Take a second and have a look at your phone. What type is it? If you happen to be one of Android owners, you might be well aware of what a default, often the Google one, keyboard looks like.
Google Keyboard has several tricks in its sleeve. If you are a KitKat smartphone owner you can benefit from a set of emoticons, which works only under this mobile OS version. If this is not your case though, you can still benefit from Gesture Typing which has dynamic floating preview and is space aware. The last feature allows you to move your finger over the space bar with no need of lifting it. For those who cannot use typing, but need to send an SMS, Voice Typing is available. The recognition is quite precise and can save you a little time. Google Keyboard also has some other tricks to surprise you with. If you do not have it preinstalled it is downloadable from the Google Play Store.
SwiftKey, a descent alternative to the Google product, now has one edition for both tablets and smartphones. It is highly customizable in settings and has three presets: compact, full, and thumb. In compact mode, the keyboard is optimized for one hand or gesture typing. Full version is similar to classic physical keyboards, and allows two-handed typing. Thumb settings split the keyboard in two parts to be used in landscape mode for typing with both thumbs. It also has a free version to enjoy.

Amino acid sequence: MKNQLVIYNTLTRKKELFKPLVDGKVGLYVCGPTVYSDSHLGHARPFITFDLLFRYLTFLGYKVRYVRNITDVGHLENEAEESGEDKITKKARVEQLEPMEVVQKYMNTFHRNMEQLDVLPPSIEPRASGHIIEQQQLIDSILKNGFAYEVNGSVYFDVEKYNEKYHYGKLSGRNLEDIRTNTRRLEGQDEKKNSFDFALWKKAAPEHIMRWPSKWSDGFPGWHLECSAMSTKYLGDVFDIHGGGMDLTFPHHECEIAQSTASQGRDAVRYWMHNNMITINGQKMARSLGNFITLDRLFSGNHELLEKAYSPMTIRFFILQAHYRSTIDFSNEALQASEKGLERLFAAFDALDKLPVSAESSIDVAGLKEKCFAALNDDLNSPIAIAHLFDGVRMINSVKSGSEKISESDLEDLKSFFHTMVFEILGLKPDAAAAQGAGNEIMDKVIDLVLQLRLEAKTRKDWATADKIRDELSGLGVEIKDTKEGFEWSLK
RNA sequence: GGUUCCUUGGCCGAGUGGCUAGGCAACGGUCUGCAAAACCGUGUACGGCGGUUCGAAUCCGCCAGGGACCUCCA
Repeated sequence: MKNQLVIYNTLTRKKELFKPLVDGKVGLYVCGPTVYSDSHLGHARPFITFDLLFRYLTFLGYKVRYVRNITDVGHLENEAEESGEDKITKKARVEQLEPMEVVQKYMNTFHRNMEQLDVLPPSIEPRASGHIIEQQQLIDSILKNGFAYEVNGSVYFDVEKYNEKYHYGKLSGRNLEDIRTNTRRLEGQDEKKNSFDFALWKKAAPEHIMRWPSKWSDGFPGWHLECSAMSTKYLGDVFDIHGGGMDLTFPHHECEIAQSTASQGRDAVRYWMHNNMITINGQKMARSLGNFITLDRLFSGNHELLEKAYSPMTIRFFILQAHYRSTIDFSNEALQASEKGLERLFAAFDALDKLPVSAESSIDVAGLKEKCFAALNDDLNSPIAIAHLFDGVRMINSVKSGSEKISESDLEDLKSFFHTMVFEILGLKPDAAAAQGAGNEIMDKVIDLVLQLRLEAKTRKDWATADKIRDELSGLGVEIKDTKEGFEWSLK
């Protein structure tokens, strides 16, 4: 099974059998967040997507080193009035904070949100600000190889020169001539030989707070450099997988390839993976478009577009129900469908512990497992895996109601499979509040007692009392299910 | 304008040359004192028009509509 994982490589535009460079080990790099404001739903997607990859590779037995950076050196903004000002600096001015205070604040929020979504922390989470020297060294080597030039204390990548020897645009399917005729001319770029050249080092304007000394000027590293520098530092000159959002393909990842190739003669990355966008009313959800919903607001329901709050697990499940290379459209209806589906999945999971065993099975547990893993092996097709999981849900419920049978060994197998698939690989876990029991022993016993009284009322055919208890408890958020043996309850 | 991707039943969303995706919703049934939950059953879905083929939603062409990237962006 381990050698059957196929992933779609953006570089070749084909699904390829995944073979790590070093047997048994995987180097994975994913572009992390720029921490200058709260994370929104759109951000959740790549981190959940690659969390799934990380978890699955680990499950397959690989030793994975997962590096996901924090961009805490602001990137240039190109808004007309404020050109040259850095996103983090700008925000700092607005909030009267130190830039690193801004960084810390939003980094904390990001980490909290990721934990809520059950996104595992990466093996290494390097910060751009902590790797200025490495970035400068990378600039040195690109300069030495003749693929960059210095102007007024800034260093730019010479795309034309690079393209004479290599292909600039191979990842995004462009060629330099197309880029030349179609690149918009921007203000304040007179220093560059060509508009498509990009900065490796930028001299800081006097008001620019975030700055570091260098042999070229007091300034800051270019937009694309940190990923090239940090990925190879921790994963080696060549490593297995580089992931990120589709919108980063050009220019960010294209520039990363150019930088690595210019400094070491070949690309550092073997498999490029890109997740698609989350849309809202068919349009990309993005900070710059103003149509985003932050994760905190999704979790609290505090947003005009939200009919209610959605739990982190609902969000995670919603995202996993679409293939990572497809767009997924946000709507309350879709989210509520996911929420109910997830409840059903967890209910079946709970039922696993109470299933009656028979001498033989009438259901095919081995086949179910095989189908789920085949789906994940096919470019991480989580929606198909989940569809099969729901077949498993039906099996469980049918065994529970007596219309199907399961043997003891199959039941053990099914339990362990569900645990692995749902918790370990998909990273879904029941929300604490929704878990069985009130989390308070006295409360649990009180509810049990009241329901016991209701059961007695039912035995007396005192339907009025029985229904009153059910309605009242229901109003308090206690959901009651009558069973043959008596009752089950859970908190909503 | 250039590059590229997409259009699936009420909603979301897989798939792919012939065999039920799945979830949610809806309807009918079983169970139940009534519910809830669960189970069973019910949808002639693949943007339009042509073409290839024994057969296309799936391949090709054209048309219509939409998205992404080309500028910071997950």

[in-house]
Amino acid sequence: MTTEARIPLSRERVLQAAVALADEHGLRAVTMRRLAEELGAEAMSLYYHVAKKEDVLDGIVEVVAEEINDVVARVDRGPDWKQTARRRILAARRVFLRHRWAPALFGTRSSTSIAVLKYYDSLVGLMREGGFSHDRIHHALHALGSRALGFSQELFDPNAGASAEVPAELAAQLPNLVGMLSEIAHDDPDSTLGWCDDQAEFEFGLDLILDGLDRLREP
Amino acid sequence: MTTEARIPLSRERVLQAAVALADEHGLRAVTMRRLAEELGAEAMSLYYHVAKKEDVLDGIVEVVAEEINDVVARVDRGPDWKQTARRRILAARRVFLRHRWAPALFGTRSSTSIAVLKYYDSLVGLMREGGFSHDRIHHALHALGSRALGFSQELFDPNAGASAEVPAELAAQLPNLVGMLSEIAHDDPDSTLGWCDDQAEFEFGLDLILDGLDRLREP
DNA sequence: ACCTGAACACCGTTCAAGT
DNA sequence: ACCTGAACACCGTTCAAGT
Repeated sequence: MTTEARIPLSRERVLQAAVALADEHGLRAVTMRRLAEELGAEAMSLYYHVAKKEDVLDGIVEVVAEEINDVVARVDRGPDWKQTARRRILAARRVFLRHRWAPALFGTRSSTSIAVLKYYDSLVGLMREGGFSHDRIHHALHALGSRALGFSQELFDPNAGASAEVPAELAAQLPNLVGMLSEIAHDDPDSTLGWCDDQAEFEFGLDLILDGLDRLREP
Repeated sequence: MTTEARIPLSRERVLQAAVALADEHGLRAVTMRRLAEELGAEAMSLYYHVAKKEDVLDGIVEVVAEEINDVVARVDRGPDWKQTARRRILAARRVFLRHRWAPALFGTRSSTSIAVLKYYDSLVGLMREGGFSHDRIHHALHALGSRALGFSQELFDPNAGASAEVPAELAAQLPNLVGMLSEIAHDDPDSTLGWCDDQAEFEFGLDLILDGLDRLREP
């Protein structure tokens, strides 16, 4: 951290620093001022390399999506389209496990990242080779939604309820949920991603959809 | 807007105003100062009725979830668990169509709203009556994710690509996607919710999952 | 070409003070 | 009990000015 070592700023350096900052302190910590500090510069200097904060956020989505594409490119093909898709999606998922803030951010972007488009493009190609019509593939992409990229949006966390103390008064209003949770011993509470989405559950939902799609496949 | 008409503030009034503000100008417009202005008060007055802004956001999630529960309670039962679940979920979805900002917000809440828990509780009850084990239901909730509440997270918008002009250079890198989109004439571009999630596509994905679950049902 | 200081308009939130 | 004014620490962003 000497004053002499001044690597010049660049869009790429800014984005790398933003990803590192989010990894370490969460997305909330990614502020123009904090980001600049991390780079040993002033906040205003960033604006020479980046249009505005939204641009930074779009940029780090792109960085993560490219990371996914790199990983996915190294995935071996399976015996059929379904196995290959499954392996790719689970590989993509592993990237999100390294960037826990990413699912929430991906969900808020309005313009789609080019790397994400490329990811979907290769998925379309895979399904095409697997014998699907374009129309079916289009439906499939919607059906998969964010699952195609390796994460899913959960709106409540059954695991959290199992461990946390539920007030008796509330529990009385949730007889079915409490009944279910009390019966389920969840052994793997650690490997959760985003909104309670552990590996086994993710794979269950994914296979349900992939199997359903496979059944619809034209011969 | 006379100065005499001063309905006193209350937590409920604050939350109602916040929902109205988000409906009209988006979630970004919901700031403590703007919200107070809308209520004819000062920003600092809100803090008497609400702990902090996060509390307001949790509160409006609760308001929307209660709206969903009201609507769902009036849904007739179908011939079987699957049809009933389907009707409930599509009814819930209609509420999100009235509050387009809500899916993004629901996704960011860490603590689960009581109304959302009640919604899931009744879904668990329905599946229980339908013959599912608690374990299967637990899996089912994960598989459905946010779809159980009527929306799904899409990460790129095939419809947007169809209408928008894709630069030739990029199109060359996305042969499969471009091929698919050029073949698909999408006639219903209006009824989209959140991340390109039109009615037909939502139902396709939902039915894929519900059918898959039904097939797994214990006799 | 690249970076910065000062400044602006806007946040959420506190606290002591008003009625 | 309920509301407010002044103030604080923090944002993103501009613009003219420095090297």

There is a keyboard that can challenge the Google product described above. TouchPal comes preinstalled on some smartphones. It provides a lot of features to enjoy. It supports several gestures input possibilities. Touch Curve allows to swipe letters for words, Touchpal Wave does a similar thing for sentences increasing your typing speeds. Flipping actions provide access to emoticons and smileys from the space bar, to number and symbols from letters, depending on the flip direction. The keyboard supports voice input which is accessible through long press on the space bar. You can customize the used features, the size, and themes.
Swype was the first to bring gesture recognition to mobile keyboards. It has features that make it stand out from the rest applications. For example, you can enter words from two languages at once, set long-press delay, vibration duration, and size properties for the keyboard, enable support for Talkback and Explore by Touch, teach it your vocabulary so that it could predict the words you are going to use, and a lot more. You can actually play with it any way you like.
Any of the mentioned keyboards will enrich your typing experience with new tricks and convenient features.